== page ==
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Man with Tulsa gang ties charged with kidnapping, conspiracy in prison drone smuggling attempt

Nov 12, 2015 | by Lynn Powell

McALESTER — A man with Tulsa gang ties has been charged with conspiracy and kidnapping after reportedly forcing a woman to travel from Tulsa to McAlester to help him use a drone to smuggle contraband into Oklahoma’s highest security prison last month. Marquis Gilkey, 29, was also charged in Pittsburg County on Monday with attempting to bring contraband into a penal institution and committing a gang-related offense with Clifton “Chili” Wilson, an inmate at the Oklahoma State Penitentiary and purported general of the 107 Hoover Crips gang. Oklahoma Department of Corrections officials said staff at OSP in McAlester found a remote-controlled drone upside down on the prison grounds, with a package that had been suspended underneath by fishing line, at about 9 a.m. Oct. 26.

By SAMANTHA VICENT World Staff Writer | Posted: Thursday, November 12, 2015 12:00 am

McALESTER — A man with Tulsa gang ties has been charged with conspiracy and kidnapping after reportedly forcing a woman to travel from Tulsa to McAlester to help him use a drone to smuggle contraband into Oklahoma’s highest security prison last month.

Marquis Gilkey, 29, was also charged in Pittsburg County on Monday with attempting to bring contraband into a penal institution and committing a gang-related offense with Clifton “Chili” Wilson, an inmate at the Oklahoma State Penitentiary and purported general of the 107 Hoover Crips gang.

Oklahoma Department of Corrections officials said staff at OSP in McAlester found a remote-controlled drone upside down on the prison grounds, with a package that had been suspended underneath by fishing line, at about 9 a.m. Oct. 26.

DOC spokesperson Alex Gerszewski has said the package contained two hacksaw blades, a cellphone and cellphone battery, a hands-free device, two packages of cigarettes, two packages of cigars, two tubes of super glue, a 5.3-ounce bag of marijuana, a 0.8-ounce bag with methamphetamine and another bag with less than 1 gram of heroin.

A probable cause affidavit states that the drone contained a memory card that had images of a woman — a Texas resident who regularly visits an OSP inmate — holding a remote control while operating the device.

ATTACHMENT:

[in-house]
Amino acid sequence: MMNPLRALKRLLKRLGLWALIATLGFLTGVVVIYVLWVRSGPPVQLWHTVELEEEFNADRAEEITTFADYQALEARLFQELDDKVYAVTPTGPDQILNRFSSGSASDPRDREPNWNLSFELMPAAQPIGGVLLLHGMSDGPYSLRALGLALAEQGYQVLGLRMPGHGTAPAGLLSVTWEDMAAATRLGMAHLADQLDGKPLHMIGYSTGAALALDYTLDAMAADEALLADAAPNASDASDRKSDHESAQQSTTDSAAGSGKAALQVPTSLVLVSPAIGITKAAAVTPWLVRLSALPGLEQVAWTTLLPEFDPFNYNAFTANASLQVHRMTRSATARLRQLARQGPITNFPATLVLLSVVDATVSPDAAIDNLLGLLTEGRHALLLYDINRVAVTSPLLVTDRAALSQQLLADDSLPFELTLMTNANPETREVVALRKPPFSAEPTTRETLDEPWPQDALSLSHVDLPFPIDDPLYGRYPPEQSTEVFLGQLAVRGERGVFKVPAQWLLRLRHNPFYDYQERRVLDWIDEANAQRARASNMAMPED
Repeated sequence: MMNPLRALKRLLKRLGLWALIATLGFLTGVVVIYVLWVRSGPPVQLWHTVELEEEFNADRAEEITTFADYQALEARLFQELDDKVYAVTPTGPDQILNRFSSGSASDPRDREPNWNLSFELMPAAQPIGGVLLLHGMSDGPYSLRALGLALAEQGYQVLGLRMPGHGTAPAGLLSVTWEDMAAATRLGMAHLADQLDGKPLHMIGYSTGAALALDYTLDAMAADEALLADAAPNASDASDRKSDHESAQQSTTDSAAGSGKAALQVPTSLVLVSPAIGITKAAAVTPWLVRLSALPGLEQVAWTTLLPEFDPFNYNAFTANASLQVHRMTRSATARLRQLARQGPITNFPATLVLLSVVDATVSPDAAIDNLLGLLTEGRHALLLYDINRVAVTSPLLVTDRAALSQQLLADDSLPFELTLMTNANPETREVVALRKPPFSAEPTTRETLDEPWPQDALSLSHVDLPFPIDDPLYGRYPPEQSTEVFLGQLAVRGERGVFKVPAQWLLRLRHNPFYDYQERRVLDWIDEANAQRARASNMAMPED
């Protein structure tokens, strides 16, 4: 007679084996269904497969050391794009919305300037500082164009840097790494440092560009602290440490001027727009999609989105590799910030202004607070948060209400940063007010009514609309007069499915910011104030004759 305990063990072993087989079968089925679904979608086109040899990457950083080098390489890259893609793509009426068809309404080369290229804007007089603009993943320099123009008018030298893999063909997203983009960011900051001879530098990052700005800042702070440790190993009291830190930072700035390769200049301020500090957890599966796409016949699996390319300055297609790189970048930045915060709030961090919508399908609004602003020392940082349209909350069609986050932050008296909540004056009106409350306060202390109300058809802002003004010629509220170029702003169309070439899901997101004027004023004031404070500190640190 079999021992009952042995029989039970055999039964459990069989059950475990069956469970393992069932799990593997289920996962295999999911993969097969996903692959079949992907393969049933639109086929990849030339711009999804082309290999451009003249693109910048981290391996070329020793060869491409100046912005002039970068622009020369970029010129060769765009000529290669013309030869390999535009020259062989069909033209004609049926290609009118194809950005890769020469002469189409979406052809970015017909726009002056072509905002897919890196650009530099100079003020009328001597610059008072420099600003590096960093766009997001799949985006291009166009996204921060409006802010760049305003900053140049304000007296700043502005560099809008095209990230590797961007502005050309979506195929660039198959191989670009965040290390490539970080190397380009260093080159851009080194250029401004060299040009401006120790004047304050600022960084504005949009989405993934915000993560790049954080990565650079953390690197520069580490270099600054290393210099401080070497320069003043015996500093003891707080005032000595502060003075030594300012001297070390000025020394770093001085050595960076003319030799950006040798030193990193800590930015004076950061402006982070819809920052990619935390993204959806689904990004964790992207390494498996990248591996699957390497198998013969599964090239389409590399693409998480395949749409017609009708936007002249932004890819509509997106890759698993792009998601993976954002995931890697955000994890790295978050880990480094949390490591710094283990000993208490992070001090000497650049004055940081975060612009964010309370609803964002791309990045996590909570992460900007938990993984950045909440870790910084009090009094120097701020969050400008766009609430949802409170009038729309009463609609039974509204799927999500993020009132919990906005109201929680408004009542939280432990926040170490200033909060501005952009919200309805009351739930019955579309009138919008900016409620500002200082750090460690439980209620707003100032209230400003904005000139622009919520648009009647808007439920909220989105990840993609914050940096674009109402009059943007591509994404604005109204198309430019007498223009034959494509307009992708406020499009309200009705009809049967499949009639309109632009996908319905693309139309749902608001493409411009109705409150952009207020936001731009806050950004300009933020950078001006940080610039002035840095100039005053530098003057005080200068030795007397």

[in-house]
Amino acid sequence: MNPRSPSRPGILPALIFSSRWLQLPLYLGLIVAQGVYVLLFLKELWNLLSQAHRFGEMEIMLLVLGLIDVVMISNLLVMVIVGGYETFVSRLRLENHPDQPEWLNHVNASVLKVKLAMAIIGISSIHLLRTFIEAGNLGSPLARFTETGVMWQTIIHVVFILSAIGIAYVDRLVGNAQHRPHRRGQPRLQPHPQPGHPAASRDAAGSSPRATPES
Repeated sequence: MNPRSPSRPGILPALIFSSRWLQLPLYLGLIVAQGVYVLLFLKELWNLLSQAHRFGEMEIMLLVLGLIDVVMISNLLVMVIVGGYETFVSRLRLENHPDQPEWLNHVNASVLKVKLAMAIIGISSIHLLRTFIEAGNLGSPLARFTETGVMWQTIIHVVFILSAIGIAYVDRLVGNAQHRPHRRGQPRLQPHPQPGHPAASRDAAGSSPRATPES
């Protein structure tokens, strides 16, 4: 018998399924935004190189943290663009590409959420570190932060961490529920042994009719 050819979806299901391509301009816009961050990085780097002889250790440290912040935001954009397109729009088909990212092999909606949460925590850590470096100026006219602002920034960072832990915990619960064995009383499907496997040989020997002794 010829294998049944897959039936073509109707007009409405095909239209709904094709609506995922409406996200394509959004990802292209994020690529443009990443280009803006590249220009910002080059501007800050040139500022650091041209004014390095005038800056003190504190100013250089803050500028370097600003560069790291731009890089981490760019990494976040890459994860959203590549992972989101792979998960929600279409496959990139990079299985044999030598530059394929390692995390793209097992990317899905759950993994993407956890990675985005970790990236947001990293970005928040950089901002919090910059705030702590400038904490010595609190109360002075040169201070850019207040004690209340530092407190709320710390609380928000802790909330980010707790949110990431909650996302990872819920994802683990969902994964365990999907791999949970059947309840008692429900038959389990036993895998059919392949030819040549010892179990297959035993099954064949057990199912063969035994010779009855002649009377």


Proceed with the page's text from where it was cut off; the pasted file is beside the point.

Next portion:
On Nov. 2, the woman told the DOC Inspector General’s Office that an inmate at the prison, later identified as Wilson, told her to purchase the drone and that she received money in her PayPal account for it.

She said she rented a car on Oct. 23 and met up with associates of the inmate at a Hooters restaurant at 61st Street and Memorial Drive in Tulsa.

While there, she said a pregnant woman named Amanda got into a car’s back seat and a man named Marquis, later identified as Gilkey, approached the vehicle and lifted the front of his shirt to reveal a gun in his waistband.

“Marquis got in the car and told (the woman) to drive east on 61st Street to an apartment complex,” the affidavit states. “There Marquis exited the car while Amanda remained in the back seat with (the woman) in the car.”

The woman reported that Gilkey returned to the car with a backpack and told her to drive to McAlester, where he ordered her to pay cash for a room at the Happy Days hotel. She also said she was threatened by Gilkey, who mentioned bodily harm to herself and her children, and that he took her driver’s license in Tulsa and told her “he knew where she lived.”

“(The woman) said she had attempted to run away but Marquis had thrown her to the ground and stood on her back while threatening her,” the affidavit states. “(The woman) said Marquis had taken nude photographs … and threatened to post them on the Internet if she ever spoke about what they were doing.”

Gilkey, the woman and Amanda reportedly spent that weekend driving through residential areas near the prison before deciding to try to send the drone to the prison from a nearby abandoned home about 2 a.m. Oct. 26, according to the affidavit.

“At one point Marquis said ‘they shot it down’ and he and (the woman) left,” the document states.

The woman noted that Gilkey spent a lot of time talking to someone that weekend, and she believed he was the same inmate who had contacted her during visitation. DOC officials identified him as Wilson in the affidavit.

Gilkey, described by authorities as a member of the 107 Hoover Crips, has spent time in prison for multiple Tulsa County robbery convictions.

Records show that Wilson is up for parole next October on a 2000 conviction of robbery by force or fear in Grady County.

Tulsa Police Sgt. Sean Larkin, day shift supervisor for the department’s gang unit, confirmed that Gilkey was involved with the gang in Tulsa but described him as essentially being “missing in action” from the streets locally after his imprisonment.

Wilson has not been charged in the incident but was named as a co-conspirator on a document detailing the charges against Gilkey.

The use of the drone to smuggle contraband into a prison apparently is the first incident of its kind reported in Oklahoma. DOC Director Robert Patton has said that similar incidents have occurred in other states and he has directed his staff to “stay attentive” for further attempts involving drones.

Gilkey remains in custody on $25,000 bond, jail records show.